Sanofi and Bristol-Myers Squibb Company today announced they have restructured their successful long-term alliance following the loss of exclusivity of Plavix and Avapro/Avalide in many major markets.
Under the terms of the revised agreement, which will go into effect January 1, 2013, Bristol- Myers Squibb will return to Sanofi its rights to Plavix and Avapro/Avalide in all markets worldwide with the exception of Plavix in the U.S. and Puerto Rico, giving Sanofi sole control and freedom to operate commercially. In exchange, Bristol-Myers Squibb will receive royalty payments on Sanofi’s sales of branded and unbranded Plavix worldwide, excluding the U.S. and Puerto Rico, and on sales of branded and unbranded Avapro/Avalide worldwide, in each case through 2018, and will receive a terminal payment of U.S. $200 million from Sanofi in December 2018. Plavix rights in the U.S. and Puerto Rico will continue unchanged under the terms of the existing agreement through December 2019.
“Bristol-Myers Squibb and Sanofi have had a long and successful collaboration helping patients with cardiovascular disease,” said Lamberto Andreotti, Chief Executive Officer,Bristol-Myers Squibb. “This revised agreement simplifies operations and supports Bristol- Myers Squibb’s ability to focus on delivering our promising, innovation-driven R&D portfolio and setting the foundation for future success.”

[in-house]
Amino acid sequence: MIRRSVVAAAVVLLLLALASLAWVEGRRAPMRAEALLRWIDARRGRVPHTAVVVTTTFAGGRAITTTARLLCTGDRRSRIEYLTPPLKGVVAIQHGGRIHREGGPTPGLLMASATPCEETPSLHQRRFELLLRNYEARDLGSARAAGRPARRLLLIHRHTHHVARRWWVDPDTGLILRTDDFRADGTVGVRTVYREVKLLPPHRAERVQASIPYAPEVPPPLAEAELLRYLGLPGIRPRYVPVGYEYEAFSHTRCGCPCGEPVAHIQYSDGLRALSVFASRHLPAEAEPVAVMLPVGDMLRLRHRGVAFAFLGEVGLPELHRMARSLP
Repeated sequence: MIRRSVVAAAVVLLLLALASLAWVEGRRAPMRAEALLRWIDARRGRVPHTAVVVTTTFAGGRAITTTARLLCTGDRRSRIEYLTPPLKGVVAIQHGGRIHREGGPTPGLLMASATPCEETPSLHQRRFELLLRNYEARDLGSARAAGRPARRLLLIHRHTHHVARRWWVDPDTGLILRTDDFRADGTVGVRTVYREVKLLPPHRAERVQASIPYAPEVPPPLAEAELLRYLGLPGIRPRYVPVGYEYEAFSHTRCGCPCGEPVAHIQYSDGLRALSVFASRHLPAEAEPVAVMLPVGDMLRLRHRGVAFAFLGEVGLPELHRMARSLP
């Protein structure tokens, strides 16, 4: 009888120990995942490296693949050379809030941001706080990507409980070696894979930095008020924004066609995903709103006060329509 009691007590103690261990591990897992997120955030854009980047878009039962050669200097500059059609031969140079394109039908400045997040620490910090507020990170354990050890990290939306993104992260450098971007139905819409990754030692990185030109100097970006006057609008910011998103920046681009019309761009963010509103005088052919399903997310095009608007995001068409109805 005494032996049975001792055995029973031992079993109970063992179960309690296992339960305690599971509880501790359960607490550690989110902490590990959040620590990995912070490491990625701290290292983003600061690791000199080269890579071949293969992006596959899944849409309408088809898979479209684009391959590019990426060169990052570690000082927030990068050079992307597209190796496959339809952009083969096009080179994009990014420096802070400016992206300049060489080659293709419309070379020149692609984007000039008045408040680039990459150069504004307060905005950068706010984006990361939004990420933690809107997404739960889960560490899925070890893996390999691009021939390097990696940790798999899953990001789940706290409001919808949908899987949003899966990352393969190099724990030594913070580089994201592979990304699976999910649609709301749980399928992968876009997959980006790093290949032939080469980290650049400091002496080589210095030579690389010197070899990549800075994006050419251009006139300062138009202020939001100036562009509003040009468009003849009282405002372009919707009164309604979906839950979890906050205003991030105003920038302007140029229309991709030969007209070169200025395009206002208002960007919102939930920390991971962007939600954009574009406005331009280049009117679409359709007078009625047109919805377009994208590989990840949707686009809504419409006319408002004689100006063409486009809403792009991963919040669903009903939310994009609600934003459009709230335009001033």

“Our alliance with Bristol-Myers Squibb has been extremely successful and value-generating for both partners,” said Hanspeter Spek, President, Global Operations, Sanofi. “The revised agreement further supports Sanofi’s strategic priorities while continuing to offer the clinical benefits of these well-established products to millions of patients around the world.” In addition, under the terms of the agreement ongoing disputes between the companies related to the alliance have been resolved. The resolution of these disputes includes various commitments by both companies, including a one-time payment of $80 million by Bristol-Myers Squibb to Sanofi in relation to the Avalide supply disruption in the U.S. in 2011.